Wednesday, September 1, 2010

Wednesday Word: Iconoclast

When I was a wee girl and my mother and I lived in Greece, English reading material was hard to come by--unless, like me, you read your fifth grade English textbook because it had some stories in it. Mostly, we relied on loved ones sending us (me) care packages of books. I also got a Mad Magazine subscription, of which I saw sporadic delivery. (We lived on Santorini, and mail was delivered to a poste restante address. I always thought the subscription department at Mad must have gone, "This is a far out address, who is getting Mad there?") Usually we could get an Athens-based newspaper in English that was produced for ex-pats (I thought it was The Athenian, but Google reveals nothing of the sort). A magazine shop that I knew of in a certain part of the island tended to stock comic books in English. I was never into comic books, but man I devoured those. I had to.

There were a few presses in Athens that printed English books, some for Greeks learning English as a second language. I was about eleven, and I remember getting an ESL copy of Wilkie Collins' The Moonstone, and I absolutely loved it.

One book we got that was written by an Irish travelwriter and printed by an English Athenian press was called The Greek Gods: An Iconoclast's Guide. The book delves into the myths and each God, and gives a nice, short, and quite humorous roundup of the Gods and their often bad behavior. I still have this book.

I never fully understood what iconoclast meant until I looked it up, despite thinking I understood it because we had this book. Being eleven, I thought I'd go ahead and figure it out; didn't I teach myself what the semicolon was used for based on reading books and watching its use? Hadn't I learned many things I didn't really need to learn at age eleven by reading the bodice-ripper novels discarded by tourists at the hotels? Hadn't I discovered that fine literature can and did include fan books on Culture Club when one is a voracious reader and starved for reading material? Indeed. So, I assumed iconoclast referred to someone who was an independent thinker.

Actually, it means one who attacks and seeks to overthrow traditional and popular ideas or institutions or one who seeks to destroy sacred religious images. (I guess you could say that's an independent thinker.) Oh my. Now this is a much different meaning that I ever thought. But, in reference to the most excellent guide to the Greek Gods, I can't say that the author, one Maureen O'Sullivan, was truly challenging ideas of the Greek Gods or overthrowing the traditional myths. No, from what I understand and from other Greek myth study, Ms. O'Sullivan was merely condensing the myths and descriptions of the Gods into palatable and humorous doses. Perhaps her use of the word was tongue-in-cheek.

Either way, the word iconoclast is beautiful, if perhaps somewhat specific in its use. Did you know this word? Do you have any experiences with it? Please leave them in the comments.

And P.S. I know my Nemesis is thinking "Ooooooh, Sierra is iconoclastic against me," but whatevers, we all know he is iconoclastic against me, so pbbbbbbbhhhttthh.

11 comments:

Simon C. Larter said...

Incidentally, there some pretty significant iconoclastic riots in Scotland way back when, with ever-so-righteous reformers busting up Catholic churches because of the "unholy graven images AAAHHH!!!" (That's an actual quote from a contemporaneous document.) Though the meaning isn't so much the destruction of icons anymore, but seems to be used in terms of radical and counter-cultural thought or action.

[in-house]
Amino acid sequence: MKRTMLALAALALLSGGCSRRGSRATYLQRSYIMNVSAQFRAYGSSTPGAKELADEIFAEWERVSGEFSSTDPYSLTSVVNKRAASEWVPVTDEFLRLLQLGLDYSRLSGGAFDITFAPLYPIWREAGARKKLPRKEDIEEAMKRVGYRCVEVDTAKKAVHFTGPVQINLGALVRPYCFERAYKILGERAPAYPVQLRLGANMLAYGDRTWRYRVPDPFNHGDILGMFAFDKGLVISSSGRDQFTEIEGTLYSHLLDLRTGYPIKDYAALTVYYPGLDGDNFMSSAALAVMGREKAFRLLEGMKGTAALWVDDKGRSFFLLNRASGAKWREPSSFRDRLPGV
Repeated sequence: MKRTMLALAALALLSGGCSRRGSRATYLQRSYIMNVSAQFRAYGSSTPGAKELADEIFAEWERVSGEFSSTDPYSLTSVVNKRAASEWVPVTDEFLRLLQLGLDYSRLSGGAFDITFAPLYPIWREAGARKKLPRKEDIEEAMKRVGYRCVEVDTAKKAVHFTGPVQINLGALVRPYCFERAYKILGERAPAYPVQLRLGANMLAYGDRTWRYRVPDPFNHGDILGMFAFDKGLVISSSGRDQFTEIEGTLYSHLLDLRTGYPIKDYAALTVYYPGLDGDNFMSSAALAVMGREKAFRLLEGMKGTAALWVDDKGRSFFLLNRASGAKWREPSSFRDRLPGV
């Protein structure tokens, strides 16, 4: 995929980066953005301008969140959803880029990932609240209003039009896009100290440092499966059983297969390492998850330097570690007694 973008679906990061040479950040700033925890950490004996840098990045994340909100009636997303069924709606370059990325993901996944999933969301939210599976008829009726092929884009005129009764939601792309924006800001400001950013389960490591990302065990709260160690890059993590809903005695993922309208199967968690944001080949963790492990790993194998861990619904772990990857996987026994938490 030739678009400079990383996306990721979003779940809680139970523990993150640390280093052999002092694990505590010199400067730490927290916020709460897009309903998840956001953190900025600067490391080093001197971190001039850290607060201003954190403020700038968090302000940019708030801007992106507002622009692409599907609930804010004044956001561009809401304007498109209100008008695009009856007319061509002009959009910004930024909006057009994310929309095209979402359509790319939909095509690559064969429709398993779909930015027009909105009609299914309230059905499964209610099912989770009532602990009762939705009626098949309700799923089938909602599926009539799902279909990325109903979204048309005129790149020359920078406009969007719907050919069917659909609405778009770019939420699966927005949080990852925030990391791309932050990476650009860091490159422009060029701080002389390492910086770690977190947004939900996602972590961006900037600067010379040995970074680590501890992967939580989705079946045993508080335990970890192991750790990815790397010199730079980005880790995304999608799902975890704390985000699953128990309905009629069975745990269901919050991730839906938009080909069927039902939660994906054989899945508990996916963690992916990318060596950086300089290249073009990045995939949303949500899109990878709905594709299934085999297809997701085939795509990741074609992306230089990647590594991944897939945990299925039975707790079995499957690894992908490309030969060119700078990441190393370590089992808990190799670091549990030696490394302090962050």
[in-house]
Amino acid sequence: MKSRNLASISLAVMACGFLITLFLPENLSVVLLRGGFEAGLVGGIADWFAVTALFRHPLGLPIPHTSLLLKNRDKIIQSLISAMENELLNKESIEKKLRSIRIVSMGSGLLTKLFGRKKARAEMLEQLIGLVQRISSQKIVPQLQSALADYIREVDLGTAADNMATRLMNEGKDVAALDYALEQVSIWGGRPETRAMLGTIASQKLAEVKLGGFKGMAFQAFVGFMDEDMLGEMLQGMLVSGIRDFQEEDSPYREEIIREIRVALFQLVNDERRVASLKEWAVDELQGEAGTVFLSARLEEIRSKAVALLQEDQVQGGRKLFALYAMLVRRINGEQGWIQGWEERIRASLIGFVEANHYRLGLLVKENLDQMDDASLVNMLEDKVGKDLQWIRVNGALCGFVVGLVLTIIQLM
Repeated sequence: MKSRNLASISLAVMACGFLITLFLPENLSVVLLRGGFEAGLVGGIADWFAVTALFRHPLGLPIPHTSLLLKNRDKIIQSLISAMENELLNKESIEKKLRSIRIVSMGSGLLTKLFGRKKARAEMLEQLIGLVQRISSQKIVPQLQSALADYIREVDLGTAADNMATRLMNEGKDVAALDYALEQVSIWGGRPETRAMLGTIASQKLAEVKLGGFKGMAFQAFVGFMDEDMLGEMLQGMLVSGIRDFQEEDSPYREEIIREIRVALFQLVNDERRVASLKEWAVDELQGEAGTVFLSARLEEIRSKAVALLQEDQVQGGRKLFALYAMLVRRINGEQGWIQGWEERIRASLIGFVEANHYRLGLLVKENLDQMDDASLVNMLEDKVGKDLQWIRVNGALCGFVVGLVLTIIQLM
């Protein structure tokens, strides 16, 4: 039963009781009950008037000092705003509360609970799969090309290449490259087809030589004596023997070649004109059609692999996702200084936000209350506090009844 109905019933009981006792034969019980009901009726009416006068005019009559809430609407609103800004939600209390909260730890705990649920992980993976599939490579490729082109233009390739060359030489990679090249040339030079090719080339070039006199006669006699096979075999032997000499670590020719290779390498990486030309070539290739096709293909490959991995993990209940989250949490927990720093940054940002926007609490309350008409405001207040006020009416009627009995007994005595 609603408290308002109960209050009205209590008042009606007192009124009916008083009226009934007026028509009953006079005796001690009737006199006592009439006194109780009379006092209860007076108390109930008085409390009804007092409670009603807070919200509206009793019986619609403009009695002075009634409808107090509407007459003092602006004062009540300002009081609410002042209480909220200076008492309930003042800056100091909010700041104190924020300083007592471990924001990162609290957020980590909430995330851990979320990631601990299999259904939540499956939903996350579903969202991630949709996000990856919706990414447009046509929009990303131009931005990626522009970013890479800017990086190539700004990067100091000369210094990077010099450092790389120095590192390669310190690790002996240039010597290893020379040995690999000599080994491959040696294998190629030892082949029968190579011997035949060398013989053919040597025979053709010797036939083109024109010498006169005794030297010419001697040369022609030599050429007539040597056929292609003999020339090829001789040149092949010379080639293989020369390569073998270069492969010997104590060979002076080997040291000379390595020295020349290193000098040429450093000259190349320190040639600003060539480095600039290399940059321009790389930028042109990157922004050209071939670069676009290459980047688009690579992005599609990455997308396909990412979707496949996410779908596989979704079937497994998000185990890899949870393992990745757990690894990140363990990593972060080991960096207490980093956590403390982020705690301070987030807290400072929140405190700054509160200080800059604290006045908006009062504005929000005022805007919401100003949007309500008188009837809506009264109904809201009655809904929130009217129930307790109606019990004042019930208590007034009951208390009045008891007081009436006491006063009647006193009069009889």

And believe me, if I ever find graven images of Sierra, I'll clast the crap out of them. >:)

Linda G. said...

"Independent thinker" is when it's you. "Iconoclast" is when it's the other guy. ;)

Elizabeth Ryann said...

How come Linda always knows everything?

And for some reason my favorite words in English are always the one that are hilariously specific. Like iconoclast. Or defenestrate.

Linda Godfrey said...

I've actually been called "iconoclastic" in a book review because I tend to be the devil's advocate. I just like to cover all points of view. Does that make me a rebel?

Tahereh said...

yes! i remember googling this word after seeing it on like, the sundance channel or something. there was a show called "Iconoclasts" or.. something.

haha

great word!

Lt. Cccyxx said...

Boy George...now there was an iconoclast!

Dr. Goose said...

Mad Magazine? My grandfather passed his issues down to me when he died. I subscribed to it until I got to College. I know that is not the point of the post but it really struck a cord. I think I might go buy one right now.

demery bader-saye said...

Another good vocabulary lesson. I had a sense of the word before, but would have been hard pressed to give an accurate definition.

The Mad Magazine boy always reminds me of David Letterman :)

Sierra Godfrey said...

Simon, a typical nemesis response.

Linda-- best comment ever. :)

Elizabeth, I love defenestrate too. I think I did that one before: http://sierragodfrey.blogspot.com/2010/02/word-up-wednesday-defenestration.html

Linda, congrats. That's awesome! Yes, you're a rebel.

Tahereh, Hmm, a show? Hmmm. Hmmmmmmmmmmm.

Lt. - Good point! I believe he was. Sort of. At the time!

I tell you, Dr. Goose, Don Martin was genius!

Travener said...

Hulk smash your tiny icons! Hulk iconoclast!

Meghan Ward said...

"Iconoclast" was one of the words I learned when I was studying for the GRE. I love your stories about Greece, and I've always wanted to read one of those books about the Gods. I have Edith Hamilton's Mythology, but haven't gotten around to reading it. Someday!

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